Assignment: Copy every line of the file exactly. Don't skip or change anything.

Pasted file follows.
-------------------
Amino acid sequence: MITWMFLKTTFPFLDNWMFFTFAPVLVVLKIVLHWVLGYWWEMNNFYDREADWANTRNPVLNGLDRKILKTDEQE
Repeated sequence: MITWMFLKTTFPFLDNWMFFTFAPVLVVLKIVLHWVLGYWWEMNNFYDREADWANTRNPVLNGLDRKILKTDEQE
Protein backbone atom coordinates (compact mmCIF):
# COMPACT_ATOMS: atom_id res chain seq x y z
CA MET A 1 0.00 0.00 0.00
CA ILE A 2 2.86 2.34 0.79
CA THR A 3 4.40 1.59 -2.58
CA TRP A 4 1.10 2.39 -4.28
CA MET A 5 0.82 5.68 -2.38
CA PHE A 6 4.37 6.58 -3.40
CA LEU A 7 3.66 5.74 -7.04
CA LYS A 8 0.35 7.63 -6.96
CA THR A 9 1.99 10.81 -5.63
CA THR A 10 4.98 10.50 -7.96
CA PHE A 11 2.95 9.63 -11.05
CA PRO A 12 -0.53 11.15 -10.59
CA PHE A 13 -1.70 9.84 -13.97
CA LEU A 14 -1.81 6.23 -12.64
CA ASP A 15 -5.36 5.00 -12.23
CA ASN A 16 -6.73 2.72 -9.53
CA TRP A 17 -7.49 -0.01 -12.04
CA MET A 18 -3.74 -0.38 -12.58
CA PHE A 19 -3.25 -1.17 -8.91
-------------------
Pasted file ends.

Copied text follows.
Amino acid sequence: MITWMFLKTTFPFLDNWMFFTFAPVLVVLKIVLHWVLGYWWEMNNFYDREADWANTRNPVLNGLDRKILKTDEQE
Repeated sequence: MITWMFLKTTFPFLDNWMFFTFAPVLVVLKIVLHWVLGYWWEMNNFYDREADWANTRNPVLNGLDRKILKTDEQE
Protein backbone atom coordinates (compact mmCIF):
# COMPACT_ATOMS: atom_id res chain seq x y z
CA MET A 1 0.00 0.00 0.00
CA ILE A 2 2.86 2.34 0.79
CA THR A 3 4.40 1.59 -2.58
CA TRP A 4 1.10 2.39 -4.28
CA MET A 5 0.82 5.68 -2.38
CA PHE A 6 4.37 6.58 -3.40
CA LEU A 7 3.66 5.74 -7.04
CA LYS A 8 0.35 7.63 -6.96
CA THR A 9 1.99 10.81 -5.63
CA THR A 10 4.98 10.50 -7.96
CA PHE A 11 2.95 9.63 -11.05
CA PRO A 12 -0.53 11.15 -10.59
CA PHE A 13 -1.70 9.84 -13.97
CA LEU A 14 -1.81 6.23 -12.64
CA ASP A 15 -5.36 5.00 -12.23
CA ASN A 16 -6.73 2.72 -9.53
CA TRP A 17 -7.49 -0.01 -12.04
CA MET A 18 -3.74 -0.38 -12.58
CA PHE A 19 -3.25 -1.17 -8.91